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European Journal of Pediatrics

, Volume 178, Issue 10, pp 1567–1576 | Cite as

A digital movement in the world of inactive children: favourable outcomes of playing active video games in a pilot randomized trial

  • Dilsad Coknaz
  • Ayse Dilsad Mirzeoglu
  • Halil Ibrahim AtasoyEmail author
  • Seval Alkoy
  • Hakki Coknaz
  • Kemal Goral
Original Article

Abstract

This parallel randomized controlled trial was aimed to evaluate whether parameters as physical fitness, reaction times, self-perception and enjoyment levels, as well as parental and children perspectives, were affected by active video games in inactive and technologically preoccupied children. Data were collected in a laboratory setting from four randomly selected urban public schools. All 1300 children in grades 3–6 were surveyed for the study. Among the 918 responders, 106 children were determined to be inactive and preoccupied with technology. Children in 3 schools (n = 53) allocated to active video game and in one school (n = 53) allocated to control group were compared by univariate covariance analyses for primary outcomes such as weight, body mass index and fat ratios at the end of 12 weeks. Active video game group significantly showed favourable responses for weight, body mass index and corresponding z scores as well as reaction times and self-perception controlling for age and baseline scores. In addition, enjoyment of the children in the game group by qualitative analysis was high indicating a motivational aspect for the continuation of the games. Diverse contributions of games to physical, social, intellectual and personal development were revealed.

Conclusion: Active video games by promoting enjoyment levels and physical activity, as well as contributing to agility, alertness, socializing, and striving, led to a reduction in weight gain. They may be used as beneficial tools diverting children from inactivity and subsequent obesity.

Trial registration: This study called AVGAME is registered with the number NCT03720938 in Clinicaltrials.gov. The trial protocol can also be retrieved from the archives of Abant Izzet Baysal University.

What is Known:

• Nowadays, children prefer sedentary video games that are known to induce weight gain and obesity-related comorbidities.

• Active video games were shown to decrease weight in overweight and obese children.

What is New:

• Active video games decrease weight increment and reaction times, thus could be used to prevent obesity in inactive non-obese children.

• Active video games raise self-esteem, induce enjoyment, improve the personal and intellectual development of children in addition to socializing and is a safe alternative to indoor sedentary video games

Keywords

Inactive children Active video games Physical fitness Self-perception Enjoyment Obesity 

Abbreviations

AVG

Active video games

BMR

Basal metabolic rate

C

Control

CY-PSPP

Children and youth physical self-perception scale

DEC

Daily energy consumption

FMS

Fundamental movement skill

FR

Fat ratio

GSW

Global self-worth

PA

Physical activity

PACES-SF

Physical activity enjoyment scale-short form

PF

Physical fitness

PSW

Physical self-worth

RCT

Randomized controlled trial

RT

Reaction time

SES

Socioeconomic status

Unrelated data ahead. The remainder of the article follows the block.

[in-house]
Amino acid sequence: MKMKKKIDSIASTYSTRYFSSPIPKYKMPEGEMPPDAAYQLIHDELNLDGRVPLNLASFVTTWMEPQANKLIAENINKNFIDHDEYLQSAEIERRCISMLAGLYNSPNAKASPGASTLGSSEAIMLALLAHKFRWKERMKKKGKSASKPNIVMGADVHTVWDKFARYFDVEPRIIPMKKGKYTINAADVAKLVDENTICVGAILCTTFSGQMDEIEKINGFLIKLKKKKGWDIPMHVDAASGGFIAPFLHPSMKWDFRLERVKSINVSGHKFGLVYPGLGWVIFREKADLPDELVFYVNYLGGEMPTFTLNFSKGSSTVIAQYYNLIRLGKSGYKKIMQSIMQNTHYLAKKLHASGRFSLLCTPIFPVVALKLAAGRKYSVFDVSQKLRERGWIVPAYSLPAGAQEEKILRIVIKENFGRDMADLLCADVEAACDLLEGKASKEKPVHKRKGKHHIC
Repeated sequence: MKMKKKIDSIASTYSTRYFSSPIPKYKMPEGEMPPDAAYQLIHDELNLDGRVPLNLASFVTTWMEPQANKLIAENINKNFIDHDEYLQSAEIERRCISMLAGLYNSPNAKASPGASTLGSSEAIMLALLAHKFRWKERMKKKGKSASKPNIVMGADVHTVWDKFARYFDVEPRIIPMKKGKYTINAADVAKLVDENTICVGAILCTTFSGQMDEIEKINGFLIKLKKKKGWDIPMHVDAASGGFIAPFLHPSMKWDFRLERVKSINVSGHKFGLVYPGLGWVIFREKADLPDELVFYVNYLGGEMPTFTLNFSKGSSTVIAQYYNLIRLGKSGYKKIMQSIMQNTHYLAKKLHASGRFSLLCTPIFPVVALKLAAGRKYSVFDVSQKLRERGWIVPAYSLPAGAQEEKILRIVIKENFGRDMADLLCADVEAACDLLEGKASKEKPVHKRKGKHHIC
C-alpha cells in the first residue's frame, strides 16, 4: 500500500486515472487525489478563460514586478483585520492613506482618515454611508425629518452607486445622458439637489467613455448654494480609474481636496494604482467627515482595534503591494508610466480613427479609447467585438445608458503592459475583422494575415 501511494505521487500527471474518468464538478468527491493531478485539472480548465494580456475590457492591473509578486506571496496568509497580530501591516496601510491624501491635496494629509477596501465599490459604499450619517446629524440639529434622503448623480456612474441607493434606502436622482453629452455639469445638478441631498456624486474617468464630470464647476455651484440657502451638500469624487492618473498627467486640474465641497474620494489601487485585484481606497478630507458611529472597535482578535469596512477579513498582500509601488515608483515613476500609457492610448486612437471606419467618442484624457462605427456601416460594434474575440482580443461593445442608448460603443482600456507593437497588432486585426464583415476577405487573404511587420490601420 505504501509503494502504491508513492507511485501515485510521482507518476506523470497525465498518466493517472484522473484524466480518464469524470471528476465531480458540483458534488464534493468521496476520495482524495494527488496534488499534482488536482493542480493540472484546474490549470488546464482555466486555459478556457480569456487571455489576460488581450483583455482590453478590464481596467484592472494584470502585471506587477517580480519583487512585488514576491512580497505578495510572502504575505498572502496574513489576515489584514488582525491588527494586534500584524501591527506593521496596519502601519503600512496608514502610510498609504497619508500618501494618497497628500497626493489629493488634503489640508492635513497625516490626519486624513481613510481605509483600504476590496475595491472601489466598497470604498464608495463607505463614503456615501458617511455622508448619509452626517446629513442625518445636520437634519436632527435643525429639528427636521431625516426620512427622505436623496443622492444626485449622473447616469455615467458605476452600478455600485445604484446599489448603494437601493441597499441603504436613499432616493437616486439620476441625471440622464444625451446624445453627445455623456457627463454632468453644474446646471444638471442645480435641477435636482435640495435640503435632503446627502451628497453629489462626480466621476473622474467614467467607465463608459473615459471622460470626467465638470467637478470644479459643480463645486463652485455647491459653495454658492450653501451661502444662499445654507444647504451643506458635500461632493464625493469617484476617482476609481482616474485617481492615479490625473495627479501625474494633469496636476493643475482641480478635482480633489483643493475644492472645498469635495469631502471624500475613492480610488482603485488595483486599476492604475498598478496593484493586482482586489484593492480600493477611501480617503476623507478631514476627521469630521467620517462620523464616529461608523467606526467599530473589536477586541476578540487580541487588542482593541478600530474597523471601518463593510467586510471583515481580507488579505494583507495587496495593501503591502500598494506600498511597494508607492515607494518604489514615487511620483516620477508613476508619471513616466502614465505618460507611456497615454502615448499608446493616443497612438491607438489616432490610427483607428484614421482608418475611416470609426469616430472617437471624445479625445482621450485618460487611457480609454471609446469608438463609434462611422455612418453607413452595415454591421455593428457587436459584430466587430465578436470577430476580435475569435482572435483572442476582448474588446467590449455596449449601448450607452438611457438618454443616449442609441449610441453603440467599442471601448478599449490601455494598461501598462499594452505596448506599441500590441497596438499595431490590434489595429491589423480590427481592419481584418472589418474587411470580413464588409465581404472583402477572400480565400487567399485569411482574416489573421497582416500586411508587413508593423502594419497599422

SP

Self-perception

ST

Skinfold thickness

SVG

Sedentary video games

Notes

Acknowledgments

This study was supported by Research Foundation of Abant Izzet Baysal University by grant number 2012.16.02.545.

Authors’ contributions

D.C., A.D.M. and H.C. contributed to the conception and design of this study; H.I.A., A.D.M., S.A. and D.C. performed the statistical analysis and drafted the manuscript; S.A., H.C. and K.G. critically reviewed the manuscript and supervised the whole study process. All authors read and approved the final manuscript.

Funding

The work was supported by the Research Foundation of Abant Izzet Baysal University by grant number 2012.16.02.545. Research Foundation had no influence either on the protocol or on the results.

Compliance with ethical standards

Conflict of interest

The authors declare that they have no conflict of interest.

Ethical approval

The study was authorized by the local ethics committee for human research (protocol number 2012/15). All procedures performed in studies involving human participants were in accordance with the ethical standards of the institutional and/or national research committee and with the 1964 Helsinki Declaration and its later amendments or comparable ethical standards.

Informed consent

All the parents received and signed the forms together with all children gave their oral assents prior to randomization in this research.

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Copyright information

© Springer-Verlag GmbH Germany, part of Springer Nature 2019

Authors and Affiliations

  1. 1.Department of Physical Education and Sports, Faculty of Sports SciencesAbant Izzet Baysal UniversityGolkoyTurkey
  2. 2.Department of Physical Education and Sports, Faculty of Sports SciencesSakarya UniversitySerdivanTurkey
  3. 3.Department of Pediatrics, Faculty of MedicineAbant Izzet Baysal UniversityGolkoyTurkey
  4. 4.Department of Public Health, Faculty of MedicineAbant Izzet Baysal UniversityGolkoyTurkey
  5. 5.Department of Physical Education and Sports, Faculty of Sports SciencesDuzce UniversityKonuralpTurkey
  6. 6.Department of Physical Education and Sports, Faculty of Sports SciencesSitki Kocman UniversityKotekliTurkey

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